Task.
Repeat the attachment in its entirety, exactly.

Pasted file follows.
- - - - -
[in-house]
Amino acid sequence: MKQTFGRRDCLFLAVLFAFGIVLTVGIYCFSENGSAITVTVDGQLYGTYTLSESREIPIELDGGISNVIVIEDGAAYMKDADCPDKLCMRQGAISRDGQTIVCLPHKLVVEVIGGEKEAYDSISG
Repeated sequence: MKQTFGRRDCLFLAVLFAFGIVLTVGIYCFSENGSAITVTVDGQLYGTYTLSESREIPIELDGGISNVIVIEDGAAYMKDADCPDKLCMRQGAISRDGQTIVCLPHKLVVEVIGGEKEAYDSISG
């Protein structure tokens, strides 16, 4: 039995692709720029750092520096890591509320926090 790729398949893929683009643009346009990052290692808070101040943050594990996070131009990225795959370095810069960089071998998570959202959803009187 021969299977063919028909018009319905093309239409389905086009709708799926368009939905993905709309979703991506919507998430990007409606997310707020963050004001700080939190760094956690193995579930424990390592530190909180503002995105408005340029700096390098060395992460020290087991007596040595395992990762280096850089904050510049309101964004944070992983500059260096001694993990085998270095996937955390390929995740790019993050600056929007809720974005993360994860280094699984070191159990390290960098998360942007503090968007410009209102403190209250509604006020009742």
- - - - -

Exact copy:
[in-house]
Amino acid sequence: MKQTFGRRDCLFLAVLFAFGIVLTVGIYCFSENGSAITVTVDGQLYGTYTLSESREIPIELDGGISNVIVIEDGAAYMKDADCPDKLCMRQGAISRDGQTIVCLPHKLVVEVIGGEKEAYDSISG
Repeated sequence: MKQTFGRRDCLFLAVLFAFGIVLTVGIYCFSENGSAITVTVDGQLYGTYTLSESREIPIELDGGISNVIVIEDGAAYMKDADCPDKLCMRQGAISRDGQTIVCLPHKLVVEVIGGEKEAYDSISG
């Protein structure tokens, strides 16, 4: 039995692709720029750092520096890591509320926090 790729398949893929683009643009346009990052290692808070101040943050594990996070131009990225795959370095810069960089071998998570959202959803009187 021969299977063919028909018009319905093309239409389905086009709708799926368009939905993905709309979703991506919507998430990007409606997310707020963050004001700080939190760094956690193995579930424990390592530190909180503002995105408005340029700096390098060395992460020290087991007596040595395992990762280096850089904050510049309101964004944070992983500059260096001694993990085998270095996937955390390929995740790019993050600056929007809720974005993360994860280094699984070191159990390290960098998360942007503090968007410009209102403190209250509604006020009742």